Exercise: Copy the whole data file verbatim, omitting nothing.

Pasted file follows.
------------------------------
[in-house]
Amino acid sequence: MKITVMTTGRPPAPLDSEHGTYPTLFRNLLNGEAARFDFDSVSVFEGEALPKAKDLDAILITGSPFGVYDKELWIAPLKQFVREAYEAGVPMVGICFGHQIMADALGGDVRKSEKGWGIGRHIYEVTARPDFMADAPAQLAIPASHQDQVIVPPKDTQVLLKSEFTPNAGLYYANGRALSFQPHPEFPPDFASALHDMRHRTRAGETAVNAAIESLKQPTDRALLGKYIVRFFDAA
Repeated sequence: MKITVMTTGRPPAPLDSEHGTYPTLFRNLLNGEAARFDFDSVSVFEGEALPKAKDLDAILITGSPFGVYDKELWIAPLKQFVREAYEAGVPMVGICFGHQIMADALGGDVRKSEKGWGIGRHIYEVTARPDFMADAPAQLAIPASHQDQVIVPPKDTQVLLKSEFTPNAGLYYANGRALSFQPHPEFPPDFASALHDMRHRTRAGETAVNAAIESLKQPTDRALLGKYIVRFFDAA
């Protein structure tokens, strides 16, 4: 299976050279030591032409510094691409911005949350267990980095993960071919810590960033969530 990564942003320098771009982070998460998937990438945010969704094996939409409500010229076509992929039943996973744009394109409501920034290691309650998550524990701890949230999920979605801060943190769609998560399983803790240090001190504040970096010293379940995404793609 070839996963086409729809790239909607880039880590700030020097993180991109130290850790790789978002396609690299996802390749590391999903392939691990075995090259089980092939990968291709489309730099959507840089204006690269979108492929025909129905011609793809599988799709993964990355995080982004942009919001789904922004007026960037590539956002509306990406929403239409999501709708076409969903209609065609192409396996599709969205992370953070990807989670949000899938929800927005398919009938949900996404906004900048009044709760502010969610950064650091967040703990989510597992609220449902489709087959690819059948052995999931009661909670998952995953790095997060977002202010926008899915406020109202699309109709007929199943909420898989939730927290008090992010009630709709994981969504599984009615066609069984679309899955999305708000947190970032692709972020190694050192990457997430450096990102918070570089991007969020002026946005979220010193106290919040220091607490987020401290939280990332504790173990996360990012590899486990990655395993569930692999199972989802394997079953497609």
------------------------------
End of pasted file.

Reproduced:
[in-house]
Amino acid sequence: MKITVMTTGRPPAPLDSEHGTYPTLFRNLLNGEAARFDFDSVSVFEGEALPKAKDLDAILITGSPFGVYDKELWIAPLKQFVREAYEAGVPMVGICFGHQIMADALGGDVRKSEKGWGIGRHIYEVTARPDFMADAPAQLAIPASHQDQVIVPPKDTQVLLKSEFTPNAGLYYANGRALSFQPHPEFPPDFASALHDMRHRTRAGETAVNAAIESLKQPTDRALLGKYIVRFFDAA
Repeated sequence: MKITVMTTGRPPAPLDSEHGTYPTLFRNLLNGEAARFDFDSVSVFEGEALPKAKDLDAILITGSPFGVYDKELWIAPLKQFVREAYEAGVPMVGICFGHQIMADALGGDVRKSEKGWGIGRHIYEVTARPDFMADAPAQLAIPASHQDQVIVPPKDTQVLLKSEFTPNAGLYYANGRALSFQPHPEFPPDFASALHDMRHRTRAGETAVNAAIESLKQPTDRALLGKYIVRFFDAA
């Protein structure tokens, strides 16, 4: 299976050279030591032409510094691409911005949350267990980095993960071919810590960033969530 990564942003320098771009982070998460998937990438945010969704094996939409409500010229076509992929039943996973744009394109409501920034290691309650998550524990701890949230999920979605801060943190769609998560399983803790240090001190504040970096010293379940995404793609 070839996963086409729809790239909607880039880590700030020097993180991109130290850790790789978002396609690299996802390749590391999903392939691990075995090259089980092939990968291709489309730099959507840089204006690269979108492929025909129905011609793809599988799709993964990355995080982004942009919001789904922004007026960037590539956002509306990406929403239409999501709708076409969903209609065609192409396996599709969205992370953070990807989670949000899938929800927005398919009938949900996404906004900048009044709760502010969610950064650091967040703990989510597992609220449902489709087959690819059948052995999931009661909670998952995953790095997060977002202010926008899915406020109202699309109709007929199943909420898989939730927290008090992010009630709709994981969504599984009615066609069984679309899955999305708000947190970032692709972020190694050192990457997430450096990102918070570089991007969020002026946005979220010193106290919040220091607490987020401290939280990332504790173990996360990012590899486990990655395993569930692999199972989802394997079953497609």